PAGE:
Concerns that students who could potentially be quality vets are being turned away from the industry has prompted Massey University to give the qualification a major overhaul - essentially making it easier to achieve one of the most sought-after careers.

While many students aspire to a veterinary career, the five-year courses are notoriously demanding and difficult to gain entry into, traditionally selecting students almost entirely on academic prowess.

But Massey says the industry is calling for the qualification to be less rigid, offer more diversity and entry expectations should no longer be based solely on just pen and paper skills.

Massey says a nationwide survey of vets three years ago pointed to a need to introduce non-academic criteria. As a result, its selection process from 2017 will be based evenly on academic and non-academic performance - placing far more importance on people skills, practicality and opening the career to a wider range of students.


Eloise Jillings, Associate Dean of the Massey Veterinary School, said: "The most important attribute chosen by the industry was communicative ability, followed by problem solving, and working well with others. As communication and problem-solving skills are essential for veterinarians, then there is a need for the process of selecting our future veterinarians to reflect these.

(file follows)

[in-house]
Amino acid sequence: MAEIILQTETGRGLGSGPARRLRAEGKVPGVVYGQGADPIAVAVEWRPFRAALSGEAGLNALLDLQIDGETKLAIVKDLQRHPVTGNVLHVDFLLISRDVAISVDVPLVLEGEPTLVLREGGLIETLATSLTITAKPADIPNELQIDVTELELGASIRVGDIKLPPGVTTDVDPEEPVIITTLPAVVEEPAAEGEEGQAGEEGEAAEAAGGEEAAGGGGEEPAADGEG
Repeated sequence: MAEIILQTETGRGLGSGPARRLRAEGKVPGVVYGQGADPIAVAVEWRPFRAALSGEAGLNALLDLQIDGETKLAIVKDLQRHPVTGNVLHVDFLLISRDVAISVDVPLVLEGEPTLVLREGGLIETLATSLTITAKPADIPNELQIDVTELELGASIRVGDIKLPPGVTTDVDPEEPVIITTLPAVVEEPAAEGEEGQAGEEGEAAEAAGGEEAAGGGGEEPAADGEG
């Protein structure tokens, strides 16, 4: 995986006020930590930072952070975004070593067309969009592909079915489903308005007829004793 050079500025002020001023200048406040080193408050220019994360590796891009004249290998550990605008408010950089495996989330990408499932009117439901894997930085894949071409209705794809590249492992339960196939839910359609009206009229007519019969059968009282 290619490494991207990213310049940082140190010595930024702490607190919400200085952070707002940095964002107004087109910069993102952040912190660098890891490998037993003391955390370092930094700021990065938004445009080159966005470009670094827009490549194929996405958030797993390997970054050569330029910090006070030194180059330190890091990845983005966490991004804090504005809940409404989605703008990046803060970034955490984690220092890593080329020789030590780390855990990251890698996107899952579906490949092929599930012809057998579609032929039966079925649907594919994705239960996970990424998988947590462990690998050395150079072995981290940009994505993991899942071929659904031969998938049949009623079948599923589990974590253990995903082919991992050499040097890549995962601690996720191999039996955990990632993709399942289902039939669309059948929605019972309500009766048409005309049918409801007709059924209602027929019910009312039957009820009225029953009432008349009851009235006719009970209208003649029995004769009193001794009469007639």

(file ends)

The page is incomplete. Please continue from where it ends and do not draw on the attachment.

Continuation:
"By basing the selection process on aspects of both academic and non-academic performance, we aim to create opportunities for other great candidates to be considered."

Farmer John Spearpoint is part of the first intake under Massey's new rules. The 40-year-old mature student says the opportunity has allowed him to take a huge plunge and chase a lifelong ambition - relocating from Australia's Hunter Valley to do the five-year course based in Palmerston North.

Let's be honest, you have to be intelligent to be a vet. But you don't have to be a genius.


Spearpoint said after initially thinking he'd "left his run too late" for a veterinary career, he found the Massey criteria and pulled the trigger on a major move - five-years of study while his family carries on running the farm.

Chief executive Julie Hood says the New Zealand Veterinary Association welcomes Massey's revised criteria.

"We have been very aware for a number of years that criteria for selection needed to be looked at and are absolutely supportive of the changes Massey are making," Hood said.

"We've got great graduates, however, we haven't got the demographic where we would like it, which is an international phenomenon, not just in New Zealand.

"Inevitably, every animal comes along with a human, so EQ [emotional intelligence] is as important as IQ."